Archive for category Financial Planning
Retiring Retirement…that’s the title of an article in which I was recently interviewed for. I like the sound of that phrase (retiring retirement). It sounds a bit like this blog’s name and philosophy: UNretiredLife. Well, as many of you may know – retiring the old notion of retirement is a topic I’ve addressed for quite some time. This year, there’s been a huge ramp up of this story as boomers have turned 65. Media, banks and many other players in the financial services industry have hop on to this new narrative of what ‘retirement’ is going to mean to boomers. A paradigm shift to say the least!
In the News! In the past couple weeks, I’ve been quoted quite extensively in articles about work and life in so-called retirement. See below. And, btw, if you feel you are years away from retirement and don’t need to think about this – well, think again. Planning for life (and possibly work/career) in the next stage of life takes time. I know. I started in my ’40′s — and as many of you know, I have been developing an extensive second career that could serve me well into my so-called retirement years (Big Cheese Coaching) — alongside my other career in communications. Takes work. Planning. Thinking. And more.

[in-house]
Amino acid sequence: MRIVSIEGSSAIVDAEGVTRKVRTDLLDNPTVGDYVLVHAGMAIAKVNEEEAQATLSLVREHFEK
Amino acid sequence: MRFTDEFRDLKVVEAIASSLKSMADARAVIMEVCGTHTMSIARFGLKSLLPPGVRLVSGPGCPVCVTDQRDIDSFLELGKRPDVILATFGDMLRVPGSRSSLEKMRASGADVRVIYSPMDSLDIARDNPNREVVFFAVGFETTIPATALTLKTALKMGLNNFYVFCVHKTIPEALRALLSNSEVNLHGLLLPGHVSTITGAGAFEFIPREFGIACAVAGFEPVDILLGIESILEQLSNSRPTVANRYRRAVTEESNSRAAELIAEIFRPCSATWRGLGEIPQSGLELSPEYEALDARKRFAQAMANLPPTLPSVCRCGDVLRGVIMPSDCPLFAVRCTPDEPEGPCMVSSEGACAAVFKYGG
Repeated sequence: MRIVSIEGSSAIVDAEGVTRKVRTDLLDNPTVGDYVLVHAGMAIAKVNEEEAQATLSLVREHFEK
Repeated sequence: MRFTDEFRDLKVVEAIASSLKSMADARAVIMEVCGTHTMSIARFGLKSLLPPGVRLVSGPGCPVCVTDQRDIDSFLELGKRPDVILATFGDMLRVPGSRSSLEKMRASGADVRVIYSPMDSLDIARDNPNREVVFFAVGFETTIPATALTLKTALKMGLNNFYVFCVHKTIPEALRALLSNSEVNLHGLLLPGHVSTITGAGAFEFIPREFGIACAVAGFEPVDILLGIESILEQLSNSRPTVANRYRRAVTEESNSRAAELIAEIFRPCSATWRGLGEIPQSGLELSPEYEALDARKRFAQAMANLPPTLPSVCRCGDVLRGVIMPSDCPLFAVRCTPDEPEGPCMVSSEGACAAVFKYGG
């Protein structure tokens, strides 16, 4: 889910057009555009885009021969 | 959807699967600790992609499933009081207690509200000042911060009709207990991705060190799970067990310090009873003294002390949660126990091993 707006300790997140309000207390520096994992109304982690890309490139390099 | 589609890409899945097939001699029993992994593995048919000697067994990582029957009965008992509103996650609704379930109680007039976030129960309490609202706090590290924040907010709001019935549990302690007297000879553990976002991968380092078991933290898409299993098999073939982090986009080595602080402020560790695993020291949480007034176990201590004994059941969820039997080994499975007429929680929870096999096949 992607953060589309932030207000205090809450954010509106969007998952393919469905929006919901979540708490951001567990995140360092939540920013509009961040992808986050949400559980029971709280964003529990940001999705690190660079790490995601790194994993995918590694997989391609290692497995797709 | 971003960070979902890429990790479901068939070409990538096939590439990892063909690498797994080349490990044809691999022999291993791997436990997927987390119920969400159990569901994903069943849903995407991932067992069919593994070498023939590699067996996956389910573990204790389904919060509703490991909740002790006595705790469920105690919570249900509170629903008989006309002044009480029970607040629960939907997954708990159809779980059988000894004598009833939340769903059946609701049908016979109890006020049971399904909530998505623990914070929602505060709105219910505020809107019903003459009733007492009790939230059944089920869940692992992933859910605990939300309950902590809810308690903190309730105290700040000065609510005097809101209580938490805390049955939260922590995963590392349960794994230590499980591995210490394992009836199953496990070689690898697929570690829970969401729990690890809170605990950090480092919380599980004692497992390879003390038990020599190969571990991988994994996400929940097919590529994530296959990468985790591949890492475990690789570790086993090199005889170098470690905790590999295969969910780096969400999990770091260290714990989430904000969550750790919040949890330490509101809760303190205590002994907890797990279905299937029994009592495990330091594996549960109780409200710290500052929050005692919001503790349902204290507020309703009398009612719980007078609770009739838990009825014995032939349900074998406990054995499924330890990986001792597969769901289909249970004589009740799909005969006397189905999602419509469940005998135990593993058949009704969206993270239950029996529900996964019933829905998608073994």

Anyways, don’t take it just from me – hear what others have to say:
Retiring Retirement – and how boomers can stay engaged with work and life (Investment Executive, November 2011)
Retirement Can Get Old Very Fast – if you don’t do the ‘life planning’ part of it (National Post, November 5, 2011)
Post-work Planning – how boomers can plan for life after full time work (Investment Executive, November 2011)
To a TGIM work+life in all stages of work and life!
Anyone who pays attention to all the marketing buzz regarding retirement savings will feel they need to save millions to live a good, happy and meaningful retired life. Not so, says a recent article in the National Post, written by Garry Marr. “Try the Retro Retirement” – shows how one couple is living a full and happy retirement lifestyle without spending lots.
I was interviewed for this article and quoted towards the end. In my chat with the reporter, I shared a few thoughts. Here’s a quick recap of our chat (since we spoke about more than what he was able to include in the article quote):
Living a meaningful life during so-called retirement is not only about the financial planning and money side of things. It’s about life planning. Every individual will have their own ‘version’ of what makes for meaningful life. So the key to planning is to first articulate your goals, what’s important to you; how you will spend your time; your must-haves vs. ‘nice to haves’, etc…..only then will you know how much $ you need to fund that lifestyle.
There are many dimensions to consider when planning for that next stage of life: your material needs of course but also your emotional, intellectual and physical needs. Not everyone wants to travel the world. For some people, having more time with family and friends and personal pursuits will fulfill their dream life. Volunteering, learning a new hobby or advancing an existing one.
The options are many. So before you make assumptions about how much $ you need, take the time to explore what ‘meaningful life’ will be all about for you. That combined with the essentials (costs for home, food, etc.), will be a better starting point for your planning.
To the UNretiredLife!